Guest blogger Pam: Sometimes a routine mammogram can give you a heart attack.
I've had three mammograms now (as I am 43) and the recommended age to get your first is 40. I am a rule follower, whether they are traffic or medical. I must admit when I finally went, I was feeling put out. But when I arrived I decided that The Breast Center was almost like a mini trip to the spa (except for the breast squishing which I imagine doesn't happen at a lot of spas, although I haven't been to many.). They gave me tea and a cozy robe to wear. There was quiet music in the background, first-rate magazines and everyone was so considerate. "I'm sorry it is cold in here," they said, "We'll call you if there is a problem."
I was breathing a happy sigh of relief as I went to my car. "That wasn't so bad." I thought. I even won a little door prize filled with lovely bath supplies.
About two days later I came home from a grueling day filled with -- well you know, the usual -- and my husband said, "The Breast Center called." If it had been a movie, the camera would have zeroed in on my face and psycho music would have played as the camera moved in and out.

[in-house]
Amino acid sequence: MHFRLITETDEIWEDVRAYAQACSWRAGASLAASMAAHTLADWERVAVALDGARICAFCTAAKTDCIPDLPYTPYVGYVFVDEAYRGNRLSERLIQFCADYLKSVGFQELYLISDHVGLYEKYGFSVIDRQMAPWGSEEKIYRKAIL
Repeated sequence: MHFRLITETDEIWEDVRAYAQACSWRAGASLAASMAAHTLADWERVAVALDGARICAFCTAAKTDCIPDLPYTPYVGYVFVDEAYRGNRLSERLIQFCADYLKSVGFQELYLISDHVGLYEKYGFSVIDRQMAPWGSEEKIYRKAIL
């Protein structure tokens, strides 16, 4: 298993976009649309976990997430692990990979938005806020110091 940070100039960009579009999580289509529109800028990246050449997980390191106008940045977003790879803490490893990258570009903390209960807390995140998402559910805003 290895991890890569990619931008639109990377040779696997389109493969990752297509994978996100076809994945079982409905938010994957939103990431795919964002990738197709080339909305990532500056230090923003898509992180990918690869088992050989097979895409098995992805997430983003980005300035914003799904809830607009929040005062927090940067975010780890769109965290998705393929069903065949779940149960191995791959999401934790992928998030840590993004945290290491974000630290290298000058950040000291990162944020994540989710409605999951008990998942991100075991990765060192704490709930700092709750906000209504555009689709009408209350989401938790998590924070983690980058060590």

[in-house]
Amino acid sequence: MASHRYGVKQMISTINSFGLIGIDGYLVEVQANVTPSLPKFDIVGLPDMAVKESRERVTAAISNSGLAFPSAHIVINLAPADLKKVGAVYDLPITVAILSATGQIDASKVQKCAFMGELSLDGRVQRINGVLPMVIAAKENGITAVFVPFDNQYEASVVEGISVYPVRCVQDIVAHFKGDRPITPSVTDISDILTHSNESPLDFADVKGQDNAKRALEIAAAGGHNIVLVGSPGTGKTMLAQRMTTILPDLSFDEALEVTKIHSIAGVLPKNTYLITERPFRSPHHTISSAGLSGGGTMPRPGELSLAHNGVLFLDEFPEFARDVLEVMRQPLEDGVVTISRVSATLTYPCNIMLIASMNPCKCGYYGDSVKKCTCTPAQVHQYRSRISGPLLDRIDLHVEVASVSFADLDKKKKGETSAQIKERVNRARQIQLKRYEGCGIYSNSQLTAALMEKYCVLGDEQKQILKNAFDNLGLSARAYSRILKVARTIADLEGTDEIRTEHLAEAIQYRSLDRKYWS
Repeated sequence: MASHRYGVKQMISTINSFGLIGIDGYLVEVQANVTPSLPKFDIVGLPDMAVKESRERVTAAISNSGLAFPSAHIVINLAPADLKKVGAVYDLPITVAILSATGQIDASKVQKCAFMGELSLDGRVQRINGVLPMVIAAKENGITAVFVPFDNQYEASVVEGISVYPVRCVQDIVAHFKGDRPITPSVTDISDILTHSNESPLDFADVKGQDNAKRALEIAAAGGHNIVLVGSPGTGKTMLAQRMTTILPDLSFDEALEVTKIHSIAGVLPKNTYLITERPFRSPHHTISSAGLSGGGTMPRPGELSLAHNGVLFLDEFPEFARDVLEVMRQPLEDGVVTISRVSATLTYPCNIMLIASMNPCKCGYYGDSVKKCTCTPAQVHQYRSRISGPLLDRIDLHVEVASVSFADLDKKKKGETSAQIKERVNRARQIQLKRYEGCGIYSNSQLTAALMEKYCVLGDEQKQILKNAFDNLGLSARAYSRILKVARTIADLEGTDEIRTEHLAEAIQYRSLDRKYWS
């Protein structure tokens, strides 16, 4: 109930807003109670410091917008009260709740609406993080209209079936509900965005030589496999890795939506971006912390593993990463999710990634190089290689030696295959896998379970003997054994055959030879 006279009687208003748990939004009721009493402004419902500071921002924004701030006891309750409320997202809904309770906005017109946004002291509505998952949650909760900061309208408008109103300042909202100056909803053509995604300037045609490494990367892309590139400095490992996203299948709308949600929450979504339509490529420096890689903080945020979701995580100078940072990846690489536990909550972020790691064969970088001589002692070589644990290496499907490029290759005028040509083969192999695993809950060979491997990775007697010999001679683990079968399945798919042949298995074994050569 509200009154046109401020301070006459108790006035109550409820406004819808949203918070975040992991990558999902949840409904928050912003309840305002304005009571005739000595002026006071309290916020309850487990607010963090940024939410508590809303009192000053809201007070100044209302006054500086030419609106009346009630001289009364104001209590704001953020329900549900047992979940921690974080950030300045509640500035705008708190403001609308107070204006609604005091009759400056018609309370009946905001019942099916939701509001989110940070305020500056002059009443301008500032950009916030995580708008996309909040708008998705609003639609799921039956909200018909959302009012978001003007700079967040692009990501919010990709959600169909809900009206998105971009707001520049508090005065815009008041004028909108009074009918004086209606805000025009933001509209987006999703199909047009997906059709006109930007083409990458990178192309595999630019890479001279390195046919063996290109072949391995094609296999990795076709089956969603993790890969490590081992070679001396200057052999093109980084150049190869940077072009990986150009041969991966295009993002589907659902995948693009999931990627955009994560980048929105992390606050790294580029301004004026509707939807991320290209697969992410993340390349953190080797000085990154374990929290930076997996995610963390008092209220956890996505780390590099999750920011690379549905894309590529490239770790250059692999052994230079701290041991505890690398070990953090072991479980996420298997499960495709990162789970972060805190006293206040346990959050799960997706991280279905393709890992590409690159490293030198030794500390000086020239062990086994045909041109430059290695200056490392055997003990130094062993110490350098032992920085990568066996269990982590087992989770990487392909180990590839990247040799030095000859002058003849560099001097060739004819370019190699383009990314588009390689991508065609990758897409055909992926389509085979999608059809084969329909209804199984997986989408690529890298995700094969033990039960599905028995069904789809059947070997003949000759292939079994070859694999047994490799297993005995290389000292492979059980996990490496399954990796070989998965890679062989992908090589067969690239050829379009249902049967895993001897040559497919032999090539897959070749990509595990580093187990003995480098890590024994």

"We-we-wellll what did they say? What did they want?"
"I don't know. They just said for you to call," shrugged my husband. "Is that bad?"
Sure enough, they wanted me to come back in. Something looked different from my last mammogram. The nurse said they would give me a diagnosis when they were done redoing the mammogram and doing an ultrasound. It was the right breast. I went alone, apprehensive and wishing someone could have gone with me. What if it were cancer? Would I be able to handle the news and continue on with my day? Suddenly the tea and quiet music were foreboding and the first-rate magazines not interesting at all.
It turned out fine for me, but for thousands of other moms, sisters, friends, wives it doesn't. I recently lost a dear friend to breast cancer. From now on when someone I know has to go back, I'm going with them if it is at all earthly possible. It could be any of us, and we need to remember that, and support our sisters.